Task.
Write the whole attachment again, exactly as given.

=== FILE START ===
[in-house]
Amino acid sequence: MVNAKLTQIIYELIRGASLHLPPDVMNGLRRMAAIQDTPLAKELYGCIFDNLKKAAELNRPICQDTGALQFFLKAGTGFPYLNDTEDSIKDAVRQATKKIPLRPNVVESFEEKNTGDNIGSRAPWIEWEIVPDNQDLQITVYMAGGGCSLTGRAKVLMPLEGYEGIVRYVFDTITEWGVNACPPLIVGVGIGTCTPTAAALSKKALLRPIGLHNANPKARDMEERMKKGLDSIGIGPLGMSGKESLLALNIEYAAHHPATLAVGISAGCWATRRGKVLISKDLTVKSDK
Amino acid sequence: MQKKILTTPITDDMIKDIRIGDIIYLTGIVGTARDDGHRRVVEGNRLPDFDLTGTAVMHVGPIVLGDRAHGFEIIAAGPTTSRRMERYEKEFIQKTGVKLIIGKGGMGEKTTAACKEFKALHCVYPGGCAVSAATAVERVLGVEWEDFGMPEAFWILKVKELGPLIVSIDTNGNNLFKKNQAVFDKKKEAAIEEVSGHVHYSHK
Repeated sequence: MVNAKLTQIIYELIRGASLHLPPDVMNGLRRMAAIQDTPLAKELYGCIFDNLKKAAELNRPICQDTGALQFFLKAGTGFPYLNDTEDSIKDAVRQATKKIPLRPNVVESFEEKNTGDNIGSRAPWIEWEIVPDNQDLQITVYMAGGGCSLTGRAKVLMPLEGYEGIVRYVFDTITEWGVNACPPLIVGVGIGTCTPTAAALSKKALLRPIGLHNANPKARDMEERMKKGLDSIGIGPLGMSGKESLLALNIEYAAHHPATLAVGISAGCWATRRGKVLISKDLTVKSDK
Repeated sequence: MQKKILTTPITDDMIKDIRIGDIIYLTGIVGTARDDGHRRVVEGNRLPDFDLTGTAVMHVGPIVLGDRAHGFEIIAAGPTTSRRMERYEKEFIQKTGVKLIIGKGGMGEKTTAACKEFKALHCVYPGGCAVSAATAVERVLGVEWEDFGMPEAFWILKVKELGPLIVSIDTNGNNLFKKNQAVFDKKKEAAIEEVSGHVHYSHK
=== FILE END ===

[in-house]
Amino acid sequence: MVNAKLTQIIYELIRGASLHLPPDVMNGLRRMAAIQDTPLAKELYGCIFDNLKKAAELNRPICQDTGALQFFLKAGTGFPYLNDTEDSIKDAVRQATKKIPLRPNVVESFEEKNTGDNIGSRAPWIEWEIVPDNQDLQITVYMAGGGCSLTGRAKVLMPLEGYEGIVRYVFDTITEWGVNACPPLIVGVGIGTCTPTAAALSKKALLRPIGLHNANPKARDMEERMKKGLDSIGIGPLGMSGKESLLALNIEYAAHHPATLAVGISAGCWATRRGKVLISKDLTVKSDK
Amino acid sequence: MQKKILTTPITDDMIKDIRIGDIIYLTGIVGTARDDGHRRVVEGNRLPDFDLTGTAVMHVGPIVLGDRAHGFEIIAAGPTTSRRMERYEKEFIQKTGVKLIIGKGGMGEKTTAACKEFKALHCVYPGGCAVSAATAVERVLGVEWEDFGMPEAFWILKVKELGPLIVSIDTNGNNLFKKNQAVFDKKKEAAIEEVSGHVHYSHK
Repeated sequence: MVNAKLTQIIYELIRGASLHLPPDVMNGLRRMAAIQDTPLAKELYGCIFDNLKKAAELNRPICQDTGALQFFLKAGTGFPYLNDTEDSIKDAVRQATKKIPLRPNVVESFEEKNTGDNIGSRAPWIEWEIVPDNQDLQITVYMAGGGCSLTGRAKVLMPLEGYEGIVRYVFDTITEWGVNACPPLIVGVGIGTCTPTAAALSKKALLRPIGLHNANPKARDMEERMKKGLDSIGIGPLGMSGKESLLALNIEYAAHHPATLAVGISAGCWATRRGKVLISKDLTVKSDK
Repeated sequence: MQKKILTTPITDDMIKDIRIGDIIYLTGIVGTARDDGHRRVVEGNRLPDFDLTGTAVMHVGPIVLGDRAHGFEIIAAGPTTSRRMERYEKEFIQKTGVKLIIGKGGMGEKTTAACKEFKALHCVYPGGCAVSAATAVERVLGVEWEDFGMPEAFWILKVKELGPLIVSIDTNGNNLFKKNQAVFDKKKEAAIEEVSGHVHYSHK